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“My name is Alima”

You can change the life of one child.

One child

“My name is Alima. I was born and grew up in Soubeiga, a village in Burkina Faso. I have been married for more than twenty years now. I was given to a husband at a very young age. At the age of six, the age of my daughter Balkissa, I was already promised to a man. I joined my husband when I was 14. I came to Ouagadougou as his second wife.

Mother in Burkina Faso

I have six children. The eldest is 22 and his name is Mahamadi. Balkissa is my fifth child and the youngest is only one year and half. My husband’s first wife has seven children, two of which are now married and left the family. So, together, we are 14 members in our family.”

Sometimes poverty has a way of blurring names and faces into numbers and statistics. It can seem overwhelming at the thought of a billion people in poverty or over 400 million children suffering the effects of extreme poverty. It’s easy to forget behind these numbers are stories, names, people.

Alima is just one woman fighting to survive all that poverty throws at her. She never went to school or learnt how to read and of her six children, only two are in school. One of them is Balkissa, a shy girl with a striking gaze who is also a Compassion-supported child. When Balkissa was first enrolled in her local Compassion project, she was a frail girl who didn’t play and cried often.  She was one child waiting to be sponsored.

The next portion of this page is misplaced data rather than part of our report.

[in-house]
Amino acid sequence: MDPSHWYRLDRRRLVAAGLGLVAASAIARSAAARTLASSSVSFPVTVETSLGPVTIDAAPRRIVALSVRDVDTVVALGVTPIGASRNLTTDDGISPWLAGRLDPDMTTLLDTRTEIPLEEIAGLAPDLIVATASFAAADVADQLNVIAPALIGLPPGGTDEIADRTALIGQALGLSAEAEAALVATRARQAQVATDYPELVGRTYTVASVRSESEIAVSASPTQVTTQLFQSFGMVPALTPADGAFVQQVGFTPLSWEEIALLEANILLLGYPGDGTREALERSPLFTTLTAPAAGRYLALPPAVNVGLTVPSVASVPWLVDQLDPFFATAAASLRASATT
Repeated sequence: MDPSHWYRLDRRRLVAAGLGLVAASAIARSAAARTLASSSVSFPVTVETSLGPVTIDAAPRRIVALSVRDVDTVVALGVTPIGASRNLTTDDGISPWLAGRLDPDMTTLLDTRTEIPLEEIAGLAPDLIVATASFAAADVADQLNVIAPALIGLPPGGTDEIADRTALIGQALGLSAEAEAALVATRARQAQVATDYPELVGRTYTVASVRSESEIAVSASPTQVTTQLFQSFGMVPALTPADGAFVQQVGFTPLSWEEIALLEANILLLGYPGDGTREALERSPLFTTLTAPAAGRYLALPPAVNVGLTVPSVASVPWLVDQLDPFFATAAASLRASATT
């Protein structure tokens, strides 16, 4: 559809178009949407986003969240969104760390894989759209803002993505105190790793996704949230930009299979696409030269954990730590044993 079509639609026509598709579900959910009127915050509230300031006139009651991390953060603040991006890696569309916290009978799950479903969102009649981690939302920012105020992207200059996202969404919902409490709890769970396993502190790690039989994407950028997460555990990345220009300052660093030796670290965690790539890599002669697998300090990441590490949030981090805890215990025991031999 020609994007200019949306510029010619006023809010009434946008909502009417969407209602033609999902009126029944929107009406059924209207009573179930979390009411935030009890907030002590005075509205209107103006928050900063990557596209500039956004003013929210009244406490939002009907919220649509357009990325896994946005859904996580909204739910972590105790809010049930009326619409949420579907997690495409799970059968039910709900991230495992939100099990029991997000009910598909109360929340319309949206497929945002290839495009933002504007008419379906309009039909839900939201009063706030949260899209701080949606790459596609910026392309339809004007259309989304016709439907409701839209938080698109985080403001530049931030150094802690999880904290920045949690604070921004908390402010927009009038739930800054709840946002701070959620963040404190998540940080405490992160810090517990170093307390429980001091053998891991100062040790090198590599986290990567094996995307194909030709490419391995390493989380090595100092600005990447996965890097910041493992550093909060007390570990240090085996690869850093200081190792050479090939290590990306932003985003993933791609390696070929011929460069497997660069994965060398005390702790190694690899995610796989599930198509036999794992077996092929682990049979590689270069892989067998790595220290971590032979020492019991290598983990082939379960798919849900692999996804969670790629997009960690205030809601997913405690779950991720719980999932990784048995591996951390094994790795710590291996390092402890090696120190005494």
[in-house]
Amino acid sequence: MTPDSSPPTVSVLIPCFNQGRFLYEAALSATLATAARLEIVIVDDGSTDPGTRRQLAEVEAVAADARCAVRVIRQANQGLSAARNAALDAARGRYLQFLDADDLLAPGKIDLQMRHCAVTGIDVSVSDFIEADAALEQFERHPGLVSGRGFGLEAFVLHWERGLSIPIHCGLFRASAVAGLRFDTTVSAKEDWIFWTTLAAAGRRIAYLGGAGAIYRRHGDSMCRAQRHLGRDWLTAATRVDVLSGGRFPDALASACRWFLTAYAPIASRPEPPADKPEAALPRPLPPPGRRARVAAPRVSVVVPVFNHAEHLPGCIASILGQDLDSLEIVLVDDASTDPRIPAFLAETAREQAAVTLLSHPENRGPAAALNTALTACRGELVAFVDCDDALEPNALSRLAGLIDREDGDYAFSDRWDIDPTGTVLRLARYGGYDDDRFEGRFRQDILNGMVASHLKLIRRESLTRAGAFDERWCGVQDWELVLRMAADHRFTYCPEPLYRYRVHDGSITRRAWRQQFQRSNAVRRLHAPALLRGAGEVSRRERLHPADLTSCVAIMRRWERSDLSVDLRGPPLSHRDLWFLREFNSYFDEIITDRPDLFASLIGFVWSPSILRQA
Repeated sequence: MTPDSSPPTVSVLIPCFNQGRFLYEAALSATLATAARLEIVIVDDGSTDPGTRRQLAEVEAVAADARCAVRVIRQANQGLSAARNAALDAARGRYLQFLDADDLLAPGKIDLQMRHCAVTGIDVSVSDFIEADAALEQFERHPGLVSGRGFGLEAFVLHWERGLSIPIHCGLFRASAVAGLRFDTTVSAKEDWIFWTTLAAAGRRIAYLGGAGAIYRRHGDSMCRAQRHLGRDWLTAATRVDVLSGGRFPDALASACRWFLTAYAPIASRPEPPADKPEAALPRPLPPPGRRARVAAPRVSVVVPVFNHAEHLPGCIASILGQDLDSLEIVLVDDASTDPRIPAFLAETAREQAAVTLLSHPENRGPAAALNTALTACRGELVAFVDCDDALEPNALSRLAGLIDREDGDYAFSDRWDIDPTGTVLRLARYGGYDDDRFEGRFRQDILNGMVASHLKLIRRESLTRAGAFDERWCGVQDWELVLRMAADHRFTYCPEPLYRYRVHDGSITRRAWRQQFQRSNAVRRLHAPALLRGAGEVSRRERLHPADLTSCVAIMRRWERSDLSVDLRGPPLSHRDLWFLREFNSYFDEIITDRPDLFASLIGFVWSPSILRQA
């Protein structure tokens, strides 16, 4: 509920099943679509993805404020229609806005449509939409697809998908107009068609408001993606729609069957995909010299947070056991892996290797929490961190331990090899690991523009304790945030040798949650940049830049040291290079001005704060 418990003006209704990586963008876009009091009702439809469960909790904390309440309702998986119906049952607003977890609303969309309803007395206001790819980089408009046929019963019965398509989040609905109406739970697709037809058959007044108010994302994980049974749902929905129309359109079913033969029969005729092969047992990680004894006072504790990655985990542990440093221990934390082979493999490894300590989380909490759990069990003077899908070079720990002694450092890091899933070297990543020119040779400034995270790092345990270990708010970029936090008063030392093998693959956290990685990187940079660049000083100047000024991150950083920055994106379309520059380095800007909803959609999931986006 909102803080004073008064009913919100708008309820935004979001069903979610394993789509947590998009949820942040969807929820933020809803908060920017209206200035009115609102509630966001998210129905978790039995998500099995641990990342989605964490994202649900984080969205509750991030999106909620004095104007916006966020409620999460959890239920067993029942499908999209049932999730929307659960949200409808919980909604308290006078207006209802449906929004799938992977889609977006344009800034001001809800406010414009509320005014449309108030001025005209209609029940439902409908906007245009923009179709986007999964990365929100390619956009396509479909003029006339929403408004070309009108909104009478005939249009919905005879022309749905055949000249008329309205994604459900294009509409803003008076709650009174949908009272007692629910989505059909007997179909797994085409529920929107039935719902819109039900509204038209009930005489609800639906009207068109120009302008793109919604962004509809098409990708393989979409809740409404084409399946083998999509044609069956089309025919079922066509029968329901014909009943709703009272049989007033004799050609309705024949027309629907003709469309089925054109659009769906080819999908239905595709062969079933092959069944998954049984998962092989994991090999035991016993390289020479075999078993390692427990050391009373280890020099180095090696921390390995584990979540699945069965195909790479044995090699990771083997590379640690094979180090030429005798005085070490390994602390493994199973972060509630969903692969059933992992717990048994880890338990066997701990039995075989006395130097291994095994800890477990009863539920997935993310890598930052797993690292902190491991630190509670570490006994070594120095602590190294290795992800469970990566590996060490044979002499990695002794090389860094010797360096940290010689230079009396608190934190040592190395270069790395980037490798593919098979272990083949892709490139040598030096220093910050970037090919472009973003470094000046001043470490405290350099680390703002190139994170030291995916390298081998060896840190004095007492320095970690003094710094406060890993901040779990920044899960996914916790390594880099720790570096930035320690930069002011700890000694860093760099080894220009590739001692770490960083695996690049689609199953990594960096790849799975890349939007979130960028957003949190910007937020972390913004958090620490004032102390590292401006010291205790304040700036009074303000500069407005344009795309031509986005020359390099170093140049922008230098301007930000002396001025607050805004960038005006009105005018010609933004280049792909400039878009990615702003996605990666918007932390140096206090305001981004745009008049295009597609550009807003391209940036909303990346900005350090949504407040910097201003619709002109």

Compassion sponsored child Balkissa

After being sponsored, Balkissa was able to go to school, eat nutritious food and received a medical check-up. It was discovered she was malnourished and given additional help to regain full health.

Alima says, “We are so happy to have people that are willing to help us take care of our child. Thanks to the programme, we constantly receive food grains from the project, soap, oil and sometimes even clothes and shoes. In addition, we have noticed that since Balkissa began the programme, she learns a lot and looks more fulfilled. Even physically there is a lot of change. At registration she was frail. Today she looks happier. She also tells us what the tutors teach them and I can see that it was worth letting my child join.”

Over 400 million children can seem far too great a problem to handle. But when we focus on one child, one story, one life, the difference that can be made for them is huge.


We may not be able to give back the childhoods to all the Alimas of the world, but we can change the life of a child like Balkissa today. Together we can change the world, one child at a time. 

Meet the children waiting for a sponsor

WORDS : Roz Walsh

PHOTOS : Serge Ouegraogo

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